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Even as small traders in India’s vast unorganized sector express their confusion about the new tax regime, their faith in its long-term benefits has not lessened.

with inputs from AADYA SINHA

It is complicated. It is confusing. But the anxieties arising from the implementation of the new tax regime appears to have made little difference to the political opinion of retailers in the national capital.

The Goods and Services Tax (GST), which came into effect earlier this month has caused a major disruptive adjustment for India’s vast unorganized sector, which the tax overhaul aims to regularize.

Despite the chaos it has generated in Delhi’s busy markets, the trading community is prepared to wait it out.

Dilip Acharya, 56, who runs a shoe shop in Delhi’s historic Meena Bazaar, admits to problems being caused by the change. “We have no idea about how it’s going to impact business yet, we’re waiting for the information camp planned by the market president at the end of the week to understand the exact details and changes.” He has faith in the central government though, especially the Prime Minister. “If Modiji has planned it, it must be a good decision” said Acharya.

The same confusion prevails among the consumers.

Sangeeta Kumari, 34, a regular customer at Delhi’s Meena Bazaar market said that, “GST has become the ghost that they can’t shake off. Any delay, any price hike is blamed on the GST.” She believes that a severe lack of information has allowed people to take advantage of the new law.

“I worry about the health of businesses. Demonetisation was also chaotic, but it was better planned”, added Kumari, whose husband is a cloth merchant in Chandni Chowk.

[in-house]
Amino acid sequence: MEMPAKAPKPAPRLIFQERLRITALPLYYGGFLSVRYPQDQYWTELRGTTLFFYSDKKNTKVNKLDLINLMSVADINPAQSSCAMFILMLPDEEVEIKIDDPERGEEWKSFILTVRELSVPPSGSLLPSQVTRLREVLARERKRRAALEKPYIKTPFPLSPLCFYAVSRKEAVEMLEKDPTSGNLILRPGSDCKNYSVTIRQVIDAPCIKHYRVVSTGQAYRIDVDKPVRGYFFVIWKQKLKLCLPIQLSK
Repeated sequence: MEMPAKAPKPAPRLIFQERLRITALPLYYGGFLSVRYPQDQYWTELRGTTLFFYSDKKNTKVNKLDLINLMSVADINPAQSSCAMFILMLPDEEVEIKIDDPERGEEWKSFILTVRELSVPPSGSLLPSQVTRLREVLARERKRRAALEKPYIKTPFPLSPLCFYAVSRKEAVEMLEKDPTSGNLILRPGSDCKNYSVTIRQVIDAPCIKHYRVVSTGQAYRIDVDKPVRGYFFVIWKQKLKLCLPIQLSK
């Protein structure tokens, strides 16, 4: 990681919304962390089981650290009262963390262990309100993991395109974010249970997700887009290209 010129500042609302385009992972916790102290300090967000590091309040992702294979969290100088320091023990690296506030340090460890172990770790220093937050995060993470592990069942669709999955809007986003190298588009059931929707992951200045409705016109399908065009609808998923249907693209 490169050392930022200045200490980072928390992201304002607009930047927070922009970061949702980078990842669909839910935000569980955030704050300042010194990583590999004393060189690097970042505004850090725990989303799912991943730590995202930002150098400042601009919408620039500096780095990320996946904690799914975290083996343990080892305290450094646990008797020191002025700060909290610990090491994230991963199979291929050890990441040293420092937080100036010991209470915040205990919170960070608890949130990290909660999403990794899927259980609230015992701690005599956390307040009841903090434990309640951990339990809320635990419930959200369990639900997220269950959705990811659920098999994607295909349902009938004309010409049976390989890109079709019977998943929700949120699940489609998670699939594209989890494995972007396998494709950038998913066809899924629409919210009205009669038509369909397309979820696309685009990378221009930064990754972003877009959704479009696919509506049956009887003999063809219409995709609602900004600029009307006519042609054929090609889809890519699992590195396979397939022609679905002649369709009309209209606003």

Kumari’s concerns mirror those of many clothing retailers who are worried by dwindling stocks in the face of protests and strikes by weavers and suppliers, especially in Gujarat. Protesting the 5 percent GST imposed on cloth, various textile associations have announced an indefinite strike to mount pressure on the government.

Even as many traders are willing to give the government benefit of doubt, others say they are resigned to their fate.

Arvinder Singh, 50, who runs a cloth shop in Krishna Market says: “Now that it has been imposed, we don’t have a choice. Customers still want hand bills, but we’ll have to shift to the computer for billing now.”

Small businessman, Sanawar Khan, 37, was much more vocal in his displeasure. He lamented that business had slowed and he and other businessmen like him did not have enough cash for settling transactions. “I do not have any problem with the government taxing textiles but taxing it in the production phase in the mills is a better option.  The present form, in which tax has to be paid at every transaction, is detrimental to small traders” said Khan.

The lack of mechanised billing for hawkers and informal shops seems to be at the heart of the problem for most retailers. Sandeep Kumar Santh (27), who is a vegetable seller in Daryaganj Mandi said that while he faces no issues because vegetables aren’t taxed differently under the new regime, small retailers in the locality are facing major problems.

Many have adapted though, organising camps and discussion sessions around GST. Santh himself plans to buy a book on GST to guide him and his locality through the shift. “My only request would be that, such provisions be made available to everyone,” he said.  He credited the government, saying “There is still a long way to go in catching up with the West, but I think this puts us on the right track. There are problems, but I think it will end well”.

Photo: Divya Narayanan



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